As we observe from the schema above, the relational space is conformed by three axis, each of them representing one of the continuums describe above. Then, I perceive User Experience (UX) as a discipline highly design-oriented, focused on concrete outcomes, and with a high flavor of craft in its practice. I think these qualities make it different from other approaches regarding interactive artifacts-systems such as Software Engineering, ICT, or Computer Science.
On the other hand, I locate Human-Computer Interaction (HCI) in a different place within the relational space. I perceive HCI as more scientific discipline focused on concrete outcomes, yet with certain nuances of craft in its practice. I remark that I’m talking about a general or traditional perspective of HCI. In other words, a practice—and also its research—more emphasized on the first and second waves of HCI.
I consider that HCI influences UX, more than the other way around. Although HCI provides foundations and methods to UX, the latter seems to lack of impact regarding HCI in this fashion. Of course, this discussion could be very extensive and profound. So far, I remark this influence with an arrow, just to indicate that HCI may entail a more traditional approach whereas UX corresponds to the designerly approach.
From my current perspective, UX influences DT since it provides the input to start theorizing about design. The consequences of UX are actual design cases. At the moment (design) researchers start analyzing those cases, a universe of study is created. By picking one planet, system, or galaxy of such universe, the (design) researchers cannot avoid to meet a philosophical situation since there’s an intrinsic relation between the researcher and the piece selected to study. And just as we may observe from the last sentences, the attempt to understand becomes a matter of (design) philosophy.
So far, we’ve observed from above the relations of HCI→UX and UX→DT. The question is now, in terms of DT and HCI, what is the discipline more prominent to influence or affect the other? I want to remark that it’s not my intention to be prescriptive. Based on my experience, I think that DT→HCI marks the relation within the type of research I’m currently involved. That is, DT provides HCI with theoretical foundations, which are in turn employed to generate frameworks.
Not necessarily connected with the latter, (design) methods are located very close to HCI in the path of this connection. Nowadays, more that thinking about their degree of applicability, I think that the so-called design methods could work without a deep—and hence philosophical—understanding of DT. I conjectured the latter based on my early experience with HCI, particularly as an undergraduate and latter getting involved with HCI researchers.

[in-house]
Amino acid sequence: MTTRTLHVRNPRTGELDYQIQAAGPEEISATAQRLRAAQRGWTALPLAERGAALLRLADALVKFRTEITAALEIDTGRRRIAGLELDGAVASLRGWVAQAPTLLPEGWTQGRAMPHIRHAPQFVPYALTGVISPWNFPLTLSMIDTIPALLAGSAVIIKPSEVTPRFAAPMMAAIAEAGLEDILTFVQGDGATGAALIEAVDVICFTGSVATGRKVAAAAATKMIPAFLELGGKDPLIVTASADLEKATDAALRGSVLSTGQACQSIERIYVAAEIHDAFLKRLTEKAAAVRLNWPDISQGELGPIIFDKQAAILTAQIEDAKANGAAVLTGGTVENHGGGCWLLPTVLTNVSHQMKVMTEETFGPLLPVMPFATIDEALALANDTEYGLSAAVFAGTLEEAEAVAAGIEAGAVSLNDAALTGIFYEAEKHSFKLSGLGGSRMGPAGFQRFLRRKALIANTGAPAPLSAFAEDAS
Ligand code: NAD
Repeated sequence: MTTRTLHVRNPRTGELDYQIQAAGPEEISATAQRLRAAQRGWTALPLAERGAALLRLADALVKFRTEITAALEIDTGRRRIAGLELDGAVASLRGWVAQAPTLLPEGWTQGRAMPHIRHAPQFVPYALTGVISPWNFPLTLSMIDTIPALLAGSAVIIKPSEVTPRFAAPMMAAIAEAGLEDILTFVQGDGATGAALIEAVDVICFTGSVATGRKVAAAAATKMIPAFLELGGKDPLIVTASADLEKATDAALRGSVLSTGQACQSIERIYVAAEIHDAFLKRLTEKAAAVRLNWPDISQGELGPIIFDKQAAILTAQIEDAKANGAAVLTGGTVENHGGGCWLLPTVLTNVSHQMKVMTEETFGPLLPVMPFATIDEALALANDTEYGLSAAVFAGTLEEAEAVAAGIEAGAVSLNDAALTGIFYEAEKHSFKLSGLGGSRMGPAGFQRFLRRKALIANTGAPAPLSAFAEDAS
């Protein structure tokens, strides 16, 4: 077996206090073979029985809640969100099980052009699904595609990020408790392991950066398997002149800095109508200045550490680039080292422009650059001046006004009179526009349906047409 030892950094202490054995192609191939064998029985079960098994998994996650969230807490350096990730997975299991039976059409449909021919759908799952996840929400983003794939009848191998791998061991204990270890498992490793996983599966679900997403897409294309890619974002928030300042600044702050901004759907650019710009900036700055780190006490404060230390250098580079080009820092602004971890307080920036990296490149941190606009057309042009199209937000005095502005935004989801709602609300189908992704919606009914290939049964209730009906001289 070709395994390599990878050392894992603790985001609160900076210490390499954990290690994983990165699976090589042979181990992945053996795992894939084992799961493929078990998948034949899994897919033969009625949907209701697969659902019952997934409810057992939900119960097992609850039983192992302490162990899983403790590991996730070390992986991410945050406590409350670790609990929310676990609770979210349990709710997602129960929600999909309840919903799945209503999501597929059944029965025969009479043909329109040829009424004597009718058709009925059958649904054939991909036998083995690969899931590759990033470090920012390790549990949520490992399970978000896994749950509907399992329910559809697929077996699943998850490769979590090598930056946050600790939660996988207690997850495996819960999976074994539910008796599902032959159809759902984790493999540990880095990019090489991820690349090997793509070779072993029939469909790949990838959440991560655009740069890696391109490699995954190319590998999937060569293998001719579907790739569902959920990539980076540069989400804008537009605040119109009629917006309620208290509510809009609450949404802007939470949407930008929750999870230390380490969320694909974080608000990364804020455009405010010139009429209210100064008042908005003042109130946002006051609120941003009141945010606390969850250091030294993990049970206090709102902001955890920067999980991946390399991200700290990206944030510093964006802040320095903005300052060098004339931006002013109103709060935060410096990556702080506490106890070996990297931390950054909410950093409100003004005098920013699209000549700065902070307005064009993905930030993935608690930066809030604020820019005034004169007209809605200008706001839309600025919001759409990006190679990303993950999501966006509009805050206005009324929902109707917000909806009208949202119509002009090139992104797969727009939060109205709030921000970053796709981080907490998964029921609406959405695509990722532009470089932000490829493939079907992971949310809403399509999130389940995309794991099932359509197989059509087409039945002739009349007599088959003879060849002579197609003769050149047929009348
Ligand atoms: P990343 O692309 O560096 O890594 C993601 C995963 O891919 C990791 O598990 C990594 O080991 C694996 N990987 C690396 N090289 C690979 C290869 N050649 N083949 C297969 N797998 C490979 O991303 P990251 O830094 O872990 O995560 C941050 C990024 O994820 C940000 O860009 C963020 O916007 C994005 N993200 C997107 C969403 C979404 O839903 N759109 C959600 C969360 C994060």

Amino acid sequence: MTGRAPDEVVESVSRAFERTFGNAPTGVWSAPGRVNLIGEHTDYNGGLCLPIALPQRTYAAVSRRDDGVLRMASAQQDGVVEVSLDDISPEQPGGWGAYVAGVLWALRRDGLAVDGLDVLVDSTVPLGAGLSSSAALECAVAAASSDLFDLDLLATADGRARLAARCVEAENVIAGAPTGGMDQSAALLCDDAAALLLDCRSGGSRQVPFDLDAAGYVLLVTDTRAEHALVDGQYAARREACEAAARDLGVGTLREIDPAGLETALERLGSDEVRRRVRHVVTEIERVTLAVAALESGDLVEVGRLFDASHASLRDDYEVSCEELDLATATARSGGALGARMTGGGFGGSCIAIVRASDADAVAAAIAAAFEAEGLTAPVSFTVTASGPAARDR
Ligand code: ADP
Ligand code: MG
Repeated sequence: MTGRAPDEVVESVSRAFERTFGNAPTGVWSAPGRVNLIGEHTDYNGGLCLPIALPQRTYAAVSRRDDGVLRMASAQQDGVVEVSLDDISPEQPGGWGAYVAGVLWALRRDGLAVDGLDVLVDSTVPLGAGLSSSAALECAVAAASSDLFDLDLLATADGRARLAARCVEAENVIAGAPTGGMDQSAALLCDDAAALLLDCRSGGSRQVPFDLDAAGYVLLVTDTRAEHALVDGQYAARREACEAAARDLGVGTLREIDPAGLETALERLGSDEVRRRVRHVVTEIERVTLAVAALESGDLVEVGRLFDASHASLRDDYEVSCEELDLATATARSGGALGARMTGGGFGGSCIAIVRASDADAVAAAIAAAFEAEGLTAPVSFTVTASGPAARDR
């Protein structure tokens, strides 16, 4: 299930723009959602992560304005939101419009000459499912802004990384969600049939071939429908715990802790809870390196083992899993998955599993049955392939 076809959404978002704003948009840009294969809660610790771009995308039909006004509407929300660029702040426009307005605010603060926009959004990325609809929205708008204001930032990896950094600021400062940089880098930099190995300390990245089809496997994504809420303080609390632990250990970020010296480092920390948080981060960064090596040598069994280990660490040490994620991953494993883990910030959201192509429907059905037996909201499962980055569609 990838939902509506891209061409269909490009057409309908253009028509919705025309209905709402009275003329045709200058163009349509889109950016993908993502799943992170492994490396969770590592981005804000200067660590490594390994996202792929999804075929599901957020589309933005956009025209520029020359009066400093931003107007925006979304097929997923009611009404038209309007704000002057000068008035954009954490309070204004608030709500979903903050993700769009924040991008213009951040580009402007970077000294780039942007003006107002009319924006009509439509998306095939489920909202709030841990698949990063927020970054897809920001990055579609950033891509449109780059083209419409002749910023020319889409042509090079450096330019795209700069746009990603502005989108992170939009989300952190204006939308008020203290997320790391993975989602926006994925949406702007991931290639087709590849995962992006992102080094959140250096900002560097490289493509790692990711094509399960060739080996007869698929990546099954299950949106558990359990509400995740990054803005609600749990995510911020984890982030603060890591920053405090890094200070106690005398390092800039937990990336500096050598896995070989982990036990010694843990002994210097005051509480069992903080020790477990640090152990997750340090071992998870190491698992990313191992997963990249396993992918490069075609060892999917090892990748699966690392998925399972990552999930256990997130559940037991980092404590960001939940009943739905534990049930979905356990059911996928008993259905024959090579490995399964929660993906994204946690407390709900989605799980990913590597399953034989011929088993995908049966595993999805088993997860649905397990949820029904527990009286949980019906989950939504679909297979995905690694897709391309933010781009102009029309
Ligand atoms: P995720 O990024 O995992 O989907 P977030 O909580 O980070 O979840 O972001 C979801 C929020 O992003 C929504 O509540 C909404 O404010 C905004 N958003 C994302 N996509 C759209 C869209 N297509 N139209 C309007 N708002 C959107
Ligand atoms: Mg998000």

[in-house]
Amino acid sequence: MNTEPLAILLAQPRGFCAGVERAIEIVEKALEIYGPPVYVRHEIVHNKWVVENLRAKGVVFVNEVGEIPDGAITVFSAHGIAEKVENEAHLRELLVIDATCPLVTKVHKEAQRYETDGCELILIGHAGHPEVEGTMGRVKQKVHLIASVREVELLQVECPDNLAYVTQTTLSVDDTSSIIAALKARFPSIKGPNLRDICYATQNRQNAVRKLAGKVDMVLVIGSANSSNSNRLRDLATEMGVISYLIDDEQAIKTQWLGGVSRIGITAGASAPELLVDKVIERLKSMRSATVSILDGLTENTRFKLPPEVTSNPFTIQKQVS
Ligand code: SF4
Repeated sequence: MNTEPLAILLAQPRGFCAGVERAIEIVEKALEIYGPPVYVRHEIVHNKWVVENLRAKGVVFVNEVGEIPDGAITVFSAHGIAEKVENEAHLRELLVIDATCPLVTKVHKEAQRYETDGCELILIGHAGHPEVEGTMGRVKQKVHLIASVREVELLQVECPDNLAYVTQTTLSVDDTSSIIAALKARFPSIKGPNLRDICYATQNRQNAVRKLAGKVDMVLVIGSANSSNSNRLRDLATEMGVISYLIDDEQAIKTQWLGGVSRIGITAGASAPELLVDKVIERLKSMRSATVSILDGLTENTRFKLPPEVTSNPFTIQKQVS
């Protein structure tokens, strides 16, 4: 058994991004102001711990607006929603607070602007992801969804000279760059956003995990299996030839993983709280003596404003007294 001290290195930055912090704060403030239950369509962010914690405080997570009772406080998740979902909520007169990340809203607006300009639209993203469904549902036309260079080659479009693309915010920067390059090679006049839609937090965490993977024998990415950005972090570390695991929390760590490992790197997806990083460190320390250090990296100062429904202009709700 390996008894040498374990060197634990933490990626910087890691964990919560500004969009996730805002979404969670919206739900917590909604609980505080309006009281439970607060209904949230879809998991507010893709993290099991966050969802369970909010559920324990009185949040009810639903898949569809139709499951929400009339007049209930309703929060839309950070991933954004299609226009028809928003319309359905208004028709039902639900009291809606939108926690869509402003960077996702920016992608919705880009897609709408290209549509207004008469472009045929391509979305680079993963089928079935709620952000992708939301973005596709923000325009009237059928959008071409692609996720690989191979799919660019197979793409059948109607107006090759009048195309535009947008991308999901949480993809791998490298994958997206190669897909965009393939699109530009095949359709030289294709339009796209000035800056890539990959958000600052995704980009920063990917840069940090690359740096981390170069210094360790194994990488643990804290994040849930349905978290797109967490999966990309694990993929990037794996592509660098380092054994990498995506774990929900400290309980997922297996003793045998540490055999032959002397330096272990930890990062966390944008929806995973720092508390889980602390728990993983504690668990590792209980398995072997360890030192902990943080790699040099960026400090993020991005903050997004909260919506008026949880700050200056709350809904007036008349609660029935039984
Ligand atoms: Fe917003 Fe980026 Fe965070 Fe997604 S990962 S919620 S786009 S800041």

Research as an act of reconciliation
As I mentioned above the relational schema has the purpose of helping myself what’s my position as HCI/UX researcher. The relational schema is limited in order to respond to such statement. However, it provides a means to make an approximation for such goal.
I notice that more than talking about a precise position as (a possible future) researcher within the relational space, I can better reflect on the interrelation of UX-HCI-DT to understand on what research field I can work at. For instance, in the schema below, I picture a research field with big emphasis on the actuality and Art dimensions—although the connection with DT will always be there. Any change on this membrane represents a different framing on what to pay attention as HCI/UX researcher.
There are as many membrane variations as HCI/UX researchers. In my case, I know that my academic/professional past as designer and my current formation as scholar influence on how I frame the research field I’d like to work when I reach the dissertation stage. In this sense, I remark that relevance of the context. My advisor Marty Siegel, my mentor Erik Stolterman, the faculty, my colleagues PhD students from all the tracks, and the master’s students from the HCI/d program have a huge impact on shaping my particular membrane.
Questions come along more often than answers. I guess it’s a natural consequence regarding the formation as scholar. Yet I look forward to create many schemas that help me to understand this journey better. 🙂